Prototyping is a technique for quickly building a functioning, but
incomplete model of the information system using rapid
application development tools.
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Interface focus
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Interface focus
System owners’ perspective
System users’ perspectives
Interface requirements are a representation of the users’ inputs
and outputs.
System designers’ perspective
User dialogues describe how the user moves from window-towindow, interacting with the application programs to perform
useful work.
System builders’ perspective
Middleware is a layer of utility software that sits in between
application software and systems software to transparently
integrate differing technologies so that they can interoperate.
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Information system building blocks
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The role of the network in IS
Data
Process
Interface
Building
Blocks
Building
Blocks
Building
Blocks
The network
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Communications focus in IS
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5 Ps of information systems development
Process - how we do it
Project - the structures we use to manage it
Product - the things we produce
People - lots of them in various roles
Problem - why we started in the first place
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Process
a set of activities inter linked and interdependent in time
choice as to what we accentuate, what we ignore
choice as to sequence and degree of linearity
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It is important to note....
Committing resources to activities; Committing to some change
Analysing organisational problems, work processes, user needs and
business opportunities
Designing the future activities of information use and restructuring
work processes (the future information system)
Designing and producing software
Acquiring and configuring hardware
Introducing the system to the organisation and to the people within it
Sustaining the new ways of working through time, and making
further adjustments
Managing and controlling all the above activities
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The life cycle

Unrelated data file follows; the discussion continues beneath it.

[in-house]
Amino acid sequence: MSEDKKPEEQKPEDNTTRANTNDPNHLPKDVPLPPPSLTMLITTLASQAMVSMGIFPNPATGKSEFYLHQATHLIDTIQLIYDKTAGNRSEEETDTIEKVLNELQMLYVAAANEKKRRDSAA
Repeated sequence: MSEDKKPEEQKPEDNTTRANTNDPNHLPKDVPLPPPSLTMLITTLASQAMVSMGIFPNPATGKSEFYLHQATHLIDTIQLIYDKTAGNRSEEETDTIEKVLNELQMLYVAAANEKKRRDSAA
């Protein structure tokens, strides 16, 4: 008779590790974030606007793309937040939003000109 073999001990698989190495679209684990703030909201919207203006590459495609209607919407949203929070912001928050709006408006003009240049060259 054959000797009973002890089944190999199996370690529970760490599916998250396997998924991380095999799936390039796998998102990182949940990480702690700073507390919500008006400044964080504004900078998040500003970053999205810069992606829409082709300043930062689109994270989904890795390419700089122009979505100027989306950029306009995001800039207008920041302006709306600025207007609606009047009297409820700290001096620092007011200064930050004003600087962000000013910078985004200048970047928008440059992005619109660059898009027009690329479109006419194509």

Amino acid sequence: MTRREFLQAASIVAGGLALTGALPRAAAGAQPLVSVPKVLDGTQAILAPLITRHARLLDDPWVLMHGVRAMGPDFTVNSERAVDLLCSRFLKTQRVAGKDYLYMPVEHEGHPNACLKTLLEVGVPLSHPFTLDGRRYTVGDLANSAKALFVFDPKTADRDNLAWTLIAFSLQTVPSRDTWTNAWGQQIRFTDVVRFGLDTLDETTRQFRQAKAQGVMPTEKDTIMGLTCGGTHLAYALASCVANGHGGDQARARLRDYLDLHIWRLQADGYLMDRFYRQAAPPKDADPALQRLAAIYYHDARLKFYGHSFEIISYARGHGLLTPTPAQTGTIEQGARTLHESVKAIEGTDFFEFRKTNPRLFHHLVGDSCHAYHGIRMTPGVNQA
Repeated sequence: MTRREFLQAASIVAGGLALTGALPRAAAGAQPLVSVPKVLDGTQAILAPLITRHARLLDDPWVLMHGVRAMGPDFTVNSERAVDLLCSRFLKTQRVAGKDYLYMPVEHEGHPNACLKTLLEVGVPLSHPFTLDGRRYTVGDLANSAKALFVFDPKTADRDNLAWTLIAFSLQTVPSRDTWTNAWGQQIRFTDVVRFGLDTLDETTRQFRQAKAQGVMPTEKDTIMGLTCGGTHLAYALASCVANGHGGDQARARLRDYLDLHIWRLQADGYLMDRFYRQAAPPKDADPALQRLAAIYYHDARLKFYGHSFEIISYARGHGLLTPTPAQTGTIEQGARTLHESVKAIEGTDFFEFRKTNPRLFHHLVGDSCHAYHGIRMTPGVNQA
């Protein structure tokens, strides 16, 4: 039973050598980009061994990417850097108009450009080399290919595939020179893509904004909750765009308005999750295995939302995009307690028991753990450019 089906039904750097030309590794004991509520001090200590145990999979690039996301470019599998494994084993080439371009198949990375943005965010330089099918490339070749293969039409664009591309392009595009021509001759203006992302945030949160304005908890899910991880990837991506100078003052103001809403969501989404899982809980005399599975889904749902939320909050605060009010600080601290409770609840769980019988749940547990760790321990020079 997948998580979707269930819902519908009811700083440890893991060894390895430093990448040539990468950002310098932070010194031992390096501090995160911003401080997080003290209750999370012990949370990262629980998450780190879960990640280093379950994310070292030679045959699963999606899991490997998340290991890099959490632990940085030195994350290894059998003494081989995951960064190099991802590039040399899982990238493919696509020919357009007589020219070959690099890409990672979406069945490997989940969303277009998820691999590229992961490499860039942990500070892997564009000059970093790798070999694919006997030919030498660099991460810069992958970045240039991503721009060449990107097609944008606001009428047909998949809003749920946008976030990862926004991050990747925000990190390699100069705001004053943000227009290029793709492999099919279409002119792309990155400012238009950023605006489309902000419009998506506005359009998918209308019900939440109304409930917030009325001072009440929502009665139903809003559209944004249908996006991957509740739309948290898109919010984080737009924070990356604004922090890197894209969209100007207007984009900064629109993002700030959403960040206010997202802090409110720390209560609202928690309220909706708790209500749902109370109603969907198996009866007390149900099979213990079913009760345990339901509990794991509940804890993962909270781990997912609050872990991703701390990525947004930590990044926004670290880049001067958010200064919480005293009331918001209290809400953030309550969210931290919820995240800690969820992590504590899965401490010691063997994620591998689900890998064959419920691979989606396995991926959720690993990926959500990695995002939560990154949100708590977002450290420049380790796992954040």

problem identification
feasibility study
project set up and planning
requirements specification
systems analysis
design
programming
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Project
To initiate the process
The unit the organisation recognises
Goals and resources
Framework for management
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Project activities
Organising
Coordinating
Controlling
An activity view (how)
A resource view (who and with what)
A product view (what)
An outcomes view (with consequences)
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Project manager
Achieve and sustain commitment
Plan activities and achieve a work breakdown
Estimate effort and cost
Allocate resources to tasks
Monitor milestones and deliverables
Manage risk, sustain quality, respond
Communicate and evaluate progress, problems and
results
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Product (deliverables)
Concrete products, things to be made and delivered
along the way
Things left behind when the project is over
Programs, a data base, a new order form
A training course
New jobs and new tasks
A viable and feasible information system
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Product in IS terms
hardware and software
documentation and training materials
data resources
formalised 'knowledge'
informational transformations and outputs
new jobs and new roles for people
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Qualities looked for in product
address the real problem
be cost effective
be user friendly…?
be reliable and secure
be sustainable
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Away from computing
cost
convenience
security
maintainability
politics
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People
Need people for an information systems
Information systems perspective only makes sense if
people are there
Various ways of naming them
Users or participants
Customers and clients
Actors and members
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What do people want?
Knowledge contract
Psychological contract
Efficiency contract
Task structure contract
Value contract
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Problem
Why did we start to talk about information systems?
To achieve something new, better, different, but what?
What is a problem?
‘A situation upon which someone may wish to act
Different problems, different people, different process
etc.…
For the same problem we can choose to address it in
different terms, different process, different project,
different people, different product